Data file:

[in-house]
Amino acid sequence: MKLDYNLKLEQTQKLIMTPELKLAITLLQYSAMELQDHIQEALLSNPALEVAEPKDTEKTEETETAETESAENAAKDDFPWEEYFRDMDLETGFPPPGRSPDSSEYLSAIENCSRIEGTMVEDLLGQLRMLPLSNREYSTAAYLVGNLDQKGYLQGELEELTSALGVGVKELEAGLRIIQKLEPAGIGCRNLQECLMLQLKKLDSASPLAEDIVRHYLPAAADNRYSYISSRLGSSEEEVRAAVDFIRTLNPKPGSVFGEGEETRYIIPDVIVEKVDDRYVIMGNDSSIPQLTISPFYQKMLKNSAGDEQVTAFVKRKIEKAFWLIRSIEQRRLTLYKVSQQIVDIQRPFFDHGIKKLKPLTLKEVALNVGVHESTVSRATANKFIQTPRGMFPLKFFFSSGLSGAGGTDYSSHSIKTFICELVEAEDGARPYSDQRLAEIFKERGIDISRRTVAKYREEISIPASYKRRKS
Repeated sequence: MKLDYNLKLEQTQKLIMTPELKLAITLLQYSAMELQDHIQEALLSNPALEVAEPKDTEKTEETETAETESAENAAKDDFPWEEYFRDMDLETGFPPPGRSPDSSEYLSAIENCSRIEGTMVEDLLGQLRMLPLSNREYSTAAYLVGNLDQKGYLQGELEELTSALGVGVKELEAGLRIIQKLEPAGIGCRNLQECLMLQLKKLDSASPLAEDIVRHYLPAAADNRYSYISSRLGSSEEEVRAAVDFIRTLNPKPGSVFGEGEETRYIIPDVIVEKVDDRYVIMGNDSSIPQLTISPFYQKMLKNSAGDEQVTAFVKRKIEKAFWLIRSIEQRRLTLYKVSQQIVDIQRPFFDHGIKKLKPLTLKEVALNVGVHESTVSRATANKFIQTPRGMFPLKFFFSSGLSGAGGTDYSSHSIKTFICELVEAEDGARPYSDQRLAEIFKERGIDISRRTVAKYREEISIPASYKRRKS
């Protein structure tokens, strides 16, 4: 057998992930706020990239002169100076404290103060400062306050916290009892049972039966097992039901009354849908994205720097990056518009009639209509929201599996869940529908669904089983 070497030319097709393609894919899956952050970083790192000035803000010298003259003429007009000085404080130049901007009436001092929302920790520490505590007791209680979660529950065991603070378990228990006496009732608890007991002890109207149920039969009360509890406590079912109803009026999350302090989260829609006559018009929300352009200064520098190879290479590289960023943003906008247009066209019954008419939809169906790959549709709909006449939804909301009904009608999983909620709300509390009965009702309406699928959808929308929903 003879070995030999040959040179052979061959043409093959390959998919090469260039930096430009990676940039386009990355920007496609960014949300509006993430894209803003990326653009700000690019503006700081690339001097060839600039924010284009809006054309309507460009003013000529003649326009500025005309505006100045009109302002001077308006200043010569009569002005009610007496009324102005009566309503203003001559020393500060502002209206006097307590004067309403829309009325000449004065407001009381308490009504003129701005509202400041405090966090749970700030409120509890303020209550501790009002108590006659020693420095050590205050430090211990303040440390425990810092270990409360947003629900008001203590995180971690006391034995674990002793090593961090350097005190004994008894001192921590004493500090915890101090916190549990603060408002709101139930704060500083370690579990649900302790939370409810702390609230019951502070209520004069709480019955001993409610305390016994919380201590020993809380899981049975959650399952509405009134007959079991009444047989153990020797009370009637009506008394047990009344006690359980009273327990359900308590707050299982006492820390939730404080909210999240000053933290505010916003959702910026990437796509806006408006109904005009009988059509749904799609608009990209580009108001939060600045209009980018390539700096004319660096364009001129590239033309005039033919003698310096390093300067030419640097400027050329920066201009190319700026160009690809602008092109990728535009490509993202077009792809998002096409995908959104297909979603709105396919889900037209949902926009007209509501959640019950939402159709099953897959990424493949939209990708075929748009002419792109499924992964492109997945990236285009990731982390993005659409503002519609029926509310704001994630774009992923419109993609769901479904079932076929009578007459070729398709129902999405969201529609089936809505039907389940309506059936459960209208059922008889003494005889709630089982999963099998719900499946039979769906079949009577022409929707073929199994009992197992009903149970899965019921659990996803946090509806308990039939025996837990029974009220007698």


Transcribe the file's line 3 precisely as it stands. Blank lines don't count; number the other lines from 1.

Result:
Repeated sequence: MKLDYNLKLEQTQKLIMTPELKLAITLLQYSAMELQDHIQEALLSNPALEVAEPKDTEKTEETETAETESAENAAKDDFPWEEYFRDMDLETGFPPPGRSPDSSEYLSAIENCSRIEGTMVEDLLGQLRMLPLSNREYSTAAYLVGNLDQKGYLQGELEELTSALGVGVKELEAGLRIIQKLEPAGIGCRNLQECLMLQLKKLDSASPLAEDIVRHYLPAAADNRYSYISSRLGSSEEEVRAAVDFIRTLNPKPGSVFGEGEETRYIIPDVIVEKVDDRYVIMGNDSSIPQLTISPFYQKMLKNSAGDEQVTAFVKRKIEKAFWLIRSIEQRRLTLYKVSQQIVDIQRPFFDHGIKKLKPLTLKEVALNVGVHESTVSRATANKFIQTPRGMFPLKFFFSSGLSGAGGTDYSSHSIKTFICELVEAEDGARPYSDQRLAEIFKERGIDISRRTVAKYREEISIPASYKRRKS